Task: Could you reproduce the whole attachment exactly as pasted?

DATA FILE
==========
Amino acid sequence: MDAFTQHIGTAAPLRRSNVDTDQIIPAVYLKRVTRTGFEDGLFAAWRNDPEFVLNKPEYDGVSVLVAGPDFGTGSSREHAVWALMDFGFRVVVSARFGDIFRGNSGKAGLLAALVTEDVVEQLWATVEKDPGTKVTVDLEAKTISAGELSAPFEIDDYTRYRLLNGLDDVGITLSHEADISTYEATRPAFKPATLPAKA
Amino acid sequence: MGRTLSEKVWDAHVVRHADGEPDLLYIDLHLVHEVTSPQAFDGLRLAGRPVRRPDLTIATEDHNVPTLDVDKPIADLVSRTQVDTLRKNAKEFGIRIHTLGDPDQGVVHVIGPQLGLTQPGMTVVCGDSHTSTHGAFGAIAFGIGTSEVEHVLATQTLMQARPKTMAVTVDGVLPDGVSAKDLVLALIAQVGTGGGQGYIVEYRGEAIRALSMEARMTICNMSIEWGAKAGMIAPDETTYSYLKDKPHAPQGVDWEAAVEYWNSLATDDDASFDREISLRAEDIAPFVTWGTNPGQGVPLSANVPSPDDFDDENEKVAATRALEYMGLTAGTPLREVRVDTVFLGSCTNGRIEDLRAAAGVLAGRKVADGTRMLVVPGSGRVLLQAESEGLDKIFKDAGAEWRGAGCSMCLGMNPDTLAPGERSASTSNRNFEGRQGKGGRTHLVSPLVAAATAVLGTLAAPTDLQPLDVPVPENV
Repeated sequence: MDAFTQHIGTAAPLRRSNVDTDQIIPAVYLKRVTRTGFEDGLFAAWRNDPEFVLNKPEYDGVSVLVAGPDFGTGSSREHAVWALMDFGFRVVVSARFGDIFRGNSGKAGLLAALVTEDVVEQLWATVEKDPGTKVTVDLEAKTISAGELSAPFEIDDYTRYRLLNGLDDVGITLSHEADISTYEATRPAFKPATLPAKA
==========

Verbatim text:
Amino acid sequence: MDAFTQHIGTAAPLRRSNVDTDQIIPAVYLKRVTRTGFEDGLFAAWRNDPEFVLNKPEYDGVSVLVAGPDFGTGSSREHAVWALMDFGFRVVVSARFGDIFRGNSGKAGLLAALVTEDVVEQLWATVEKDPGTKVTVDLEAKTISAGELSAPFEIDDYTRYRLLNGLDDVGITLSHEADISTYEATRPAFKPATLPAKA
Amino acid sequence: MGRTLSEKVWDAHVVRHADGEPDLLYIDLHLVHEVTSPQAFDGLRLAGRPVRRPDLTIATEDHNVPTLDVDKPIADLVSRTQVDTLRKNAKEFGIRIHTLGDPDQGVVHVIGPQLGLTQPGMTVVCGDSHTSTHGAFGAIAFGIGTSEVEHVLATQTLMQARPKTMAVTVDGVLPDGVSAKDLVLALIAQVGTGGGQGYIVEYRGEAIRALSMEARMTICNMSIEWGAKAGMIAPDETTYSYLKDKPHAPQGVDWEAAVEYWNSLATDDDASFDREISLRAEDIAPFVTWGTNPGQGVPLSANVPSPDDFDDENEKVAATRALEYMGLTAGTPLREVRVDTVFLGSCTNGRIEDLRAAAGVLAGRKVADGTRMLVVPGSGRVLLQAESEGLDKIFKDAGAEWRGAGCSMCLGMNPDTLAPGERSASTSNRNFEGRQGKGGRTHLVSPLVAAATAVLGTLAAPTDLQPLDVPVPENV
Repeated sequence: MDAFTQHIGTAAPLRRSNVDTDQIIPAVYLKRVTRTGFEDGLFAAWRNDPEFVLNKPEYDGVSVLVAGPDFGTGSSREHAVWALMDFGFRVVVSARFGDIFRGNSGKAGLLAALVTEDVVEQLWATVEKDPGTKVTVDLEAKTISAGELSAPFEIDDYTRYRLLNGLDDVGITLSHEADISTYEATRPAFKPATLPAKA